Now don't get me wrong, this is still very much a work in progress, I haven't suddenly become Brave Heart, but I'm learning to recognise the genuine feeling of being afraid, acknowledge it, and then stuff it in a little box in my brain, rather than let it consume and disable me.
Life is so much more fun as a participant than as an observer, and I have wasted so much energy and time in the past worrying worrying worrying. This year I have learnt to keep fear and worry in its place, to feel it, to recognise it and ultimately to control it, allowing me to experience all the incredible things this world has to offer.
4. Friends come in all sorts of shapes and sizes
One of my absolute favourite things about travelling is getting to meet so many different people, people I would probably never meet in my normal life. 2016, and a year on the road has allowed me to meet so many incredible humans from all walks of life and has made me understand friendship in a different way.
We are lucky to have an amazing group of friends back home, we have all known each other for years and years, we are from the same town, most of us went to the same schools, in general we like the same kind of things and have had a similar upbringing. In short we are all kind of alike. I'm incredibly grateful for these friendships, and I miss my friends at home so bloody much, but this year has taught me that friendships don't always have to be based on a long shared history, you can make real and meaningful relationships with people you have only just met, with people that on the face of it you are completely different to.
This year we have travelled and worked with some of the loveliest people I have ever met, some of them much younger than us, some much older. Most from different countries, many with very different world views. Some of the best friends we have made this year are so completely different to us in all the obvious ways, and yet something just clicks and we have the best time together.
I guess what I'm trying to say, is 2016 and a year on the road has taught me to be less judgmental and more open to people, it's taught me that friendships can be found in unlikely places and that kindred spirits can be hidden in all sorts of people, regardless of age, race, political views or anything else. Be kind, be open, initiate a chat and see what lovely, interesting people are in this world.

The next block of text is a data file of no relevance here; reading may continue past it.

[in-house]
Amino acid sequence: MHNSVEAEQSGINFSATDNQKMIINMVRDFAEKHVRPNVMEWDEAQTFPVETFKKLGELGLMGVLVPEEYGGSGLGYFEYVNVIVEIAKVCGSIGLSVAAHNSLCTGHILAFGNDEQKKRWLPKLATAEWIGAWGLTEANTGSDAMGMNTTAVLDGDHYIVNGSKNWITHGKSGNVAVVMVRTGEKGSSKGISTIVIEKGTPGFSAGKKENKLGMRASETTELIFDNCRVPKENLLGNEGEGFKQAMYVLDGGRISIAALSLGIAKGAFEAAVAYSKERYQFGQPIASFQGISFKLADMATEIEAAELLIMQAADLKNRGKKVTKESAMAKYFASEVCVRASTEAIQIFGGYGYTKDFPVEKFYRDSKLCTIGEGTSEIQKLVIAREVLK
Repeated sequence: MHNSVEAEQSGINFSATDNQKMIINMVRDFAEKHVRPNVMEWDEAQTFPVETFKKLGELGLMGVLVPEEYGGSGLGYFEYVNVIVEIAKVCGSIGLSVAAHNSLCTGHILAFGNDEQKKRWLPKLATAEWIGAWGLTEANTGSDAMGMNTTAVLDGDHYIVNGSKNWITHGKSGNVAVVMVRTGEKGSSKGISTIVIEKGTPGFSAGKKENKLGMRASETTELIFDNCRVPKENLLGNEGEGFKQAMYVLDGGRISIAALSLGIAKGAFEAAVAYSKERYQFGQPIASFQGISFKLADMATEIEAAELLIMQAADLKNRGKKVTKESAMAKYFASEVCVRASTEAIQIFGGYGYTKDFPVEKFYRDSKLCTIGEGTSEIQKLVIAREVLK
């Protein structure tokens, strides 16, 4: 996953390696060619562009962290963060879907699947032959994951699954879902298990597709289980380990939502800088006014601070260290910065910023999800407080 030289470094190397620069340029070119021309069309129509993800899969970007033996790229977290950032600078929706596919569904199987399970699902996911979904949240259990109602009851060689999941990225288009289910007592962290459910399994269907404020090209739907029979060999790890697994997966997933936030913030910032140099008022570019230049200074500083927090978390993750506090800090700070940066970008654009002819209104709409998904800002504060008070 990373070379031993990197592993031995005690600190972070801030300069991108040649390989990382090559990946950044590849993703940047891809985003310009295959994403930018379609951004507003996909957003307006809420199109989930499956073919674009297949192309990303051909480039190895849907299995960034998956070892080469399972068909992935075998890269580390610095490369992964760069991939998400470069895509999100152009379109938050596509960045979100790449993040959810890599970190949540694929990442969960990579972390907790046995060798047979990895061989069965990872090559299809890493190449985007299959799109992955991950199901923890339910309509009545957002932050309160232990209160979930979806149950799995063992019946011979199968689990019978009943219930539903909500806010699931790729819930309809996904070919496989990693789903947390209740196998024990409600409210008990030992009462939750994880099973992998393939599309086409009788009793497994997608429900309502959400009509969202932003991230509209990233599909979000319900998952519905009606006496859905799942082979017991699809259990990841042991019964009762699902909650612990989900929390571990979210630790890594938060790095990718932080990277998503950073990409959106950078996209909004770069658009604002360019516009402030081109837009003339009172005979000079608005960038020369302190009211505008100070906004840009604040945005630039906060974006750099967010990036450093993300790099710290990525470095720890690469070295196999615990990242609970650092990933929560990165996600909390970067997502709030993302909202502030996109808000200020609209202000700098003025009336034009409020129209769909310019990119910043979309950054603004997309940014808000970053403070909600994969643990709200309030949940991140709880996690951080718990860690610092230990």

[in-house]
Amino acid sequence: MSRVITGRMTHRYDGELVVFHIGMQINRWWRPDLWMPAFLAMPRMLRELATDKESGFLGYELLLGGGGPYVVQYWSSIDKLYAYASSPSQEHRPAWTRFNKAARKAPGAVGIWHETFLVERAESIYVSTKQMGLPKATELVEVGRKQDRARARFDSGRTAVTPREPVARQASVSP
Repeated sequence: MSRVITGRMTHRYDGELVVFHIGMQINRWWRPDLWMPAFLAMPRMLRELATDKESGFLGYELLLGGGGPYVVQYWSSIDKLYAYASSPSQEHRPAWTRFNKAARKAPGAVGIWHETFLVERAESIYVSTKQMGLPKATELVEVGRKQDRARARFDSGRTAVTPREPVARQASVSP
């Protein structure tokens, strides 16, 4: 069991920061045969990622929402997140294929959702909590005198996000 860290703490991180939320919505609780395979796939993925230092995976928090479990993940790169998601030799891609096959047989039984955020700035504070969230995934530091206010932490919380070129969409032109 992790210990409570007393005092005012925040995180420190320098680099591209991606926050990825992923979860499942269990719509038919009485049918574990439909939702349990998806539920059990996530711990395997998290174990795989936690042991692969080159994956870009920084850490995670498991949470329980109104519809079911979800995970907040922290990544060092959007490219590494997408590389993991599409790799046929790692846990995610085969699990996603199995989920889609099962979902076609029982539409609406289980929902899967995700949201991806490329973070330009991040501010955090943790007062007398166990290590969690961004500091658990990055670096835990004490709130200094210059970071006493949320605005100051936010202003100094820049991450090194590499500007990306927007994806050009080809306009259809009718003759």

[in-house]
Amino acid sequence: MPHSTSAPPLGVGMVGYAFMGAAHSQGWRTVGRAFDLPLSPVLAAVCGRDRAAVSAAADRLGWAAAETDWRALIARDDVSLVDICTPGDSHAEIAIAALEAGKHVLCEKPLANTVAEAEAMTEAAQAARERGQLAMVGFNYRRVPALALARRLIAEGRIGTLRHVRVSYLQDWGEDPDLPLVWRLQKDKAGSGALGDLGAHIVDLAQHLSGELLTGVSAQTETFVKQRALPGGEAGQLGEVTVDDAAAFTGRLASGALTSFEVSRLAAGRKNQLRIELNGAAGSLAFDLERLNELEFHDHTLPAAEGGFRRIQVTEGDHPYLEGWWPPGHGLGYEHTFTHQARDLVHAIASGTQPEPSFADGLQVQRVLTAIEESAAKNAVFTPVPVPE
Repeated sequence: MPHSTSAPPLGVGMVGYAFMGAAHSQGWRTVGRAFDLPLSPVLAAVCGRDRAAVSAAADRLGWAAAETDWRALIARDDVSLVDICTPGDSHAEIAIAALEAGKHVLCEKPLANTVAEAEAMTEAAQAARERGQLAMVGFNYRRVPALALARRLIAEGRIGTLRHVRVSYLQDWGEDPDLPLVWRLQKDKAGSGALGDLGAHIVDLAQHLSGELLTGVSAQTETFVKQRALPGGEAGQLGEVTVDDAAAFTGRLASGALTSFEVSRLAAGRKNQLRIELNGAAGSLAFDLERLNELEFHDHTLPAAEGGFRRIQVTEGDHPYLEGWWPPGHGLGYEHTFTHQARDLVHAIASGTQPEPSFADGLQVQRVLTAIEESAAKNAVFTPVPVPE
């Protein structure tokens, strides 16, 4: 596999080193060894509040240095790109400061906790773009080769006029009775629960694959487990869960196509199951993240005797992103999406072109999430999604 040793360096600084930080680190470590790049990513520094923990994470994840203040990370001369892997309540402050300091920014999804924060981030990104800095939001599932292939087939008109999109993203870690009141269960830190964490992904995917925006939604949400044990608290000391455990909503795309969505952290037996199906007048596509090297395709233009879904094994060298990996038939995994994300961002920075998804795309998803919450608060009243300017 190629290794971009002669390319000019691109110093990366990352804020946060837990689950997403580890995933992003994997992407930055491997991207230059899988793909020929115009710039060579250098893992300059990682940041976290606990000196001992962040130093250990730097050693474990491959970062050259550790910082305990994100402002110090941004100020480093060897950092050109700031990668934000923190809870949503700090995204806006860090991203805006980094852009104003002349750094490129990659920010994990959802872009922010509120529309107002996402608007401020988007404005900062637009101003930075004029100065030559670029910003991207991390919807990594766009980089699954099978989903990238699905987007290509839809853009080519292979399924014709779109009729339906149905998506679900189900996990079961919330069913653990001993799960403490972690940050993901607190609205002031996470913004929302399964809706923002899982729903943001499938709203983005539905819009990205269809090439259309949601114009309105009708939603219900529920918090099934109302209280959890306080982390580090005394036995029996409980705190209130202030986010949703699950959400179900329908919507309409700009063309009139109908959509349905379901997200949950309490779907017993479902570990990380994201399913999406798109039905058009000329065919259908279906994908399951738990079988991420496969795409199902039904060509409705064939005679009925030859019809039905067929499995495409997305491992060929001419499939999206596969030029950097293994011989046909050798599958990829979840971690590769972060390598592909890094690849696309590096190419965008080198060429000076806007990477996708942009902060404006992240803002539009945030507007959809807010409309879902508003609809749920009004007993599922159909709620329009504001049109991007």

5. Sometimes the grass is greener on the other side
I don't understand this notion of the grass isn't greener on the other side. 2016 and a year on the road has taught me that more often than not, the grass is bloody well greener. You don't have to settle for something that isn't working for you, whether that be a job, a relationship, a lifestyle or anything else, dream big, work hard and make that dream become your reality.
Travelling is wonderful because nothing is permanent, if we don't like a job - we leave, not enjoying a campsite - we go to the next one, bored of the coast - we head in land, and I know in my normal life things aren't that simple, making changes is much, much harder. But this year on the road has shown me that there are many, many ways to live, and if you don't want to be, you don't have to be caught up in the standard rat race of life.
I know, I know, you have heard it all before and it's all much easier said than done, if I had read this a couple of years ago then I would of thought the same. But a year on the road has really made me believe, that anything is possible, that I am capable of anything, that I do not have to settle for a life that isn't what I want it to be. It takes work, you have to make sacrifices, nothing is perfect all the time, but each of us is capable of constructing and living a lifestyle that we enjoy.
It's all too easy get stuck in the proverbial rut, I spent most of my teens and early twenties firmly planted in a rut I had created for myself, jobs I didn't really like, vague ambitions that I was doing nothing to work towards, I was comfortable, I wasn't exactly unhappy but I was bored. I'm not going to let that happen again, whether I am on the road or back at home, this year has taught me to never settle for mediocre, to keep striving till I find the greenest of grass.
So there you have it 5 unexpected life lessons that a year on the road has taught me. I have no idea what 2017 has in store for us but I'm bloody excited to find out.
Happy New Year everyone, may 2017 be everything you want it be and more.